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On Tuesday, Donald Trump’s cabinet pick for secretary of the Department of Education was confirmed in a historical tie-breaking vote. The Democrats staged protests as well as massive congressional calling campaigns. All, thankfully, to no avail.

The votes were cast 50-50. The tie-breaking vote came from Vice President Mike Pence. Pence became the first vice president to cast a tie-breaking vote for a cabinet nominee. DeVos is not the ideal nominee, however, the staged protests were highly irrational and illogical.

Here’s my personal case for DeVos, which includes what I like and do not like about her leading the Department of Education:

BAD: She supported common core. DeVos’s husband is no doubt a supporter of the terrible system. He’s repeatedly advocated for the keeping of Common Core. But what about Betsy herself? Well, she’s denying her support for Common Core. As per The Daily Caller:

“I do support high standards, strong accountability, and local control,” DeVos says on the page. “When Governors such as John Engler, Mike Huckabee, and Mike Pence were driving the conversation on voluntary high standards driven by local voices, it all made sense … However, along the way, it got turned into a federalized boondoggle.”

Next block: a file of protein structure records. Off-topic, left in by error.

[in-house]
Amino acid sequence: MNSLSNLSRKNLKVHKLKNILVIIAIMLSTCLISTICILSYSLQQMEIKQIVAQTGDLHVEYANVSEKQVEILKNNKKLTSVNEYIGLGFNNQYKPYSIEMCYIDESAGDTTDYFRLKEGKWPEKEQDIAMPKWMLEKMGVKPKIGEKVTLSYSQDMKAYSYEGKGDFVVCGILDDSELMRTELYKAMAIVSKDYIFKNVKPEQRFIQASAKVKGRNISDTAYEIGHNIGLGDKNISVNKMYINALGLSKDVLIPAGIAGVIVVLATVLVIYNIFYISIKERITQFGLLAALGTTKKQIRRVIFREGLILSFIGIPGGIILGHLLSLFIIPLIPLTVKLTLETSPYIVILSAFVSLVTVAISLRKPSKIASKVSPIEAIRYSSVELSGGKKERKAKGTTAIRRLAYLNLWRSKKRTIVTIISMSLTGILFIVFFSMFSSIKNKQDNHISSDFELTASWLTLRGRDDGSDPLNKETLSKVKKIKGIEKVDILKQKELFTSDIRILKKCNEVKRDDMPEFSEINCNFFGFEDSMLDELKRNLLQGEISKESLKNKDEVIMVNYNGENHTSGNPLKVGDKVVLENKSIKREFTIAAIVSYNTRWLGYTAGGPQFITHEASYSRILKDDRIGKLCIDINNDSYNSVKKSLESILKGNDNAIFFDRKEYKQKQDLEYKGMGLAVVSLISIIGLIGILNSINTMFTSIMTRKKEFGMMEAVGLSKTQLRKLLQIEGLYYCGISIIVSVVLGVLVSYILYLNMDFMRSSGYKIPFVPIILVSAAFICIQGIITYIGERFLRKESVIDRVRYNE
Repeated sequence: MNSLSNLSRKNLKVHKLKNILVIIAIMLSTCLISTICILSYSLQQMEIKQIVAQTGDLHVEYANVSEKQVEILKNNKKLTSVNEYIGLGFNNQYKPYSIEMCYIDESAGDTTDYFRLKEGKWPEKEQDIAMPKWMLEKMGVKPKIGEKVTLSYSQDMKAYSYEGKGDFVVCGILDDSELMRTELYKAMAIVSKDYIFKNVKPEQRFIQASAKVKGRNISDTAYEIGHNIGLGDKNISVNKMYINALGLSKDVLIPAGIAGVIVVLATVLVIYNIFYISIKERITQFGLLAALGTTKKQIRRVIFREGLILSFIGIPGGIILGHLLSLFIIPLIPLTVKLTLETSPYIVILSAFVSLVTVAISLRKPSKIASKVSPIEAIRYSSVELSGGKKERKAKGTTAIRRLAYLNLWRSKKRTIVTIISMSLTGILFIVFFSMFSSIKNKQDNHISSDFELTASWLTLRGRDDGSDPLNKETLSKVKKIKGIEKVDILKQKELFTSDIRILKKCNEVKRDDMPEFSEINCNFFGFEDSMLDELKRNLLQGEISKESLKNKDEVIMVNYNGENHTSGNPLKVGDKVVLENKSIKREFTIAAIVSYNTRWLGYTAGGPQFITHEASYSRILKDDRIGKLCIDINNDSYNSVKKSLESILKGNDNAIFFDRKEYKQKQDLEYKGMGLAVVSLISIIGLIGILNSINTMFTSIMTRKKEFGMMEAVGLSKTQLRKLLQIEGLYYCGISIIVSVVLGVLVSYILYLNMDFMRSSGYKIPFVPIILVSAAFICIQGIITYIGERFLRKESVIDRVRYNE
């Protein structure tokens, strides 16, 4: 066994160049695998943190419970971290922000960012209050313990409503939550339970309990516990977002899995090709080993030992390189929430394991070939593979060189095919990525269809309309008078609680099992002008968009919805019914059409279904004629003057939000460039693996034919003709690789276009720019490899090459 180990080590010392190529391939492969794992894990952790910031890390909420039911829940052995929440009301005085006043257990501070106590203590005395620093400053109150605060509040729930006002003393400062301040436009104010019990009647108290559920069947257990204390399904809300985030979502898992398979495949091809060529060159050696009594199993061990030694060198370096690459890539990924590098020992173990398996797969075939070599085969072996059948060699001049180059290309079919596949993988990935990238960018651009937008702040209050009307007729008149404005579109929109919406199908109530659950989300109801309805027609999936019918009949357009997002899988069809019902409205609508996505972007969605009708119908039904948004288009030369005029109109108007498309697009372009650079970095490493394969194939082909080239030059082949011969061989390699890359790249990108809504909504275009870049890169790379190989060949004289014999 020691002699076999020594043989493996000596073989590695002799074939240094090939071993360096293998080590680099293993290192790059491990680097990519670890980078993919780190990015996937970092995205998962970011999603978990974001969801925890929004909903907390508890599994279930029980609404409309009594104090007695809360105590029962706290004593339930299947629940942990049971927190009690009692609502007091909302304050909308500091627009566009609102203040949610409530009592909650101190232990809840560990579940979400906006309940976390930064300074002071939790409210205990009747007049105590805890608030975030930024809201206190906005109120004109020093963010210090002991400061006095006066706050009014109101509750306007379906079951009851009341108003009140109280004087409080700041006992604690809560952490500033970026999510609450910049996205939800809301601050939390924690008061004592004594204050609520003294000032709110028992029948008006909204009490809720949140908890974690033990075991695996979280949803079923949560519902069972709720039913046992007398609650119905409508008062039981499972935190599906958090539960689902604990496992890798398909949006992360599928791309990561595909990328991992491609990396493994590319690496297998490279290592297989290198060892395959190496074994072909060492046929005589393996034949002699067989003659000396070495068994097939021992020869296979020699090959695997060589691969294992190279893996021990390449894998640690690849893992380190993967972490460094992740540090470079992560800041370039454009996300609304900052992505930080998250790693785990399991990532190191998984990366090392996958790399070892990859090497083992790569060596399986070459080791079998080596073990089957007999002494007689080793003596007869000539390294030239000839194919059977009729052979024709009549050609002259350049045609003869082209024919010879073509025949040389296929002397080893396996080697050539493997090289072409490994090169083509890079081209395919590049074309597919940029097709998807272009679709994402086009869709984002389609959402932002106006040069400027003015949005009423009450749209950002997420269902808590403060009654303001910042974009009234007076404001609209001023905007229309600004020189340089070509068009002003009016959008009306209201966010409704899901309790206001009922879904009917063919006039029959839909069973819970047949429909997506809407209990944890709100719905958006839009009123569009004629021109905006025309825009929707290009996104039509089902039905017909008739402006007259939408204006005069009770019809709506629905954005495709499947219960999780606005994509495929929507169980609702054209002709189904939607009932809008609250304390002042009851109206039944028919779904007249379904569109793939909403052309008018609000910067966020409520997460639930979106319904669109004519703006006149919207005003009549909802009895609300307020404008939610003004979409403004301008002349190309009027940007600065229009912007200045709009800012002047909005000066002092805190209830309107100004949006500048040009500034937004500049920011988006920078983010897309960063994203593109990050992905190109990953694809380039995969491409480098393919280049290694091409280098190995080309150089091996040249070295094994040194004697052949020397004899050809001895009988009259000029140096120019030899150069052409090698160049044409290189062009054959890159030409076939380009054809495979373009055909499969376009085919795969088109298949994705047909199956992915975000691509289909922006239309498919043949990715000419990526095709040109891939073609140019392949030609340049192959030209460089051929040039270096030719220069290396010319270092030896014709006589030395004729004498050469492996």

The only issue with this statement is that Common Core was a federalized boondoggle from the start. Additionally, DeVos served on Jeb Bush’s Foundation for Excellence in Education’s board. This organization is very fond of the Common Core system. Furthermore, she buys favors. She concedes that after her family donates to the Republican party, they expect something in return. “I have decided, however, to stop taking offense at the suggestion that we are buying influence. Now I simply concede the point. They are right. We do expect some things in return.”

The first bad point is a position she’s backpedaled on. She now vows to get rid of Common Core. I hope her previous position doesn’t affect her policy making. In regards to her family buying influence and her conceding, that’s an ethical issue that I personally have a problem with. Both of these, however, are not deal breakers.

GOOD: DeVos supports school choice. This is perhaps one of the best staples of her nomination. DeVos and her husband co-founded a charter school. This already tells you her general position on education as a whole. It’s a good one. When DeVos was on USA Today she said “…what we are trying to do is tear down the mindset that assigns students to a school based solely on the ZIP Code of their family’s home. We advocate instead for as much freedom as possible”. Because of this, she hates the teacher’s unions, and the teacher’s unions hate her. Once again, she isn’t the ideal choice, but she’s a good one nonetheless.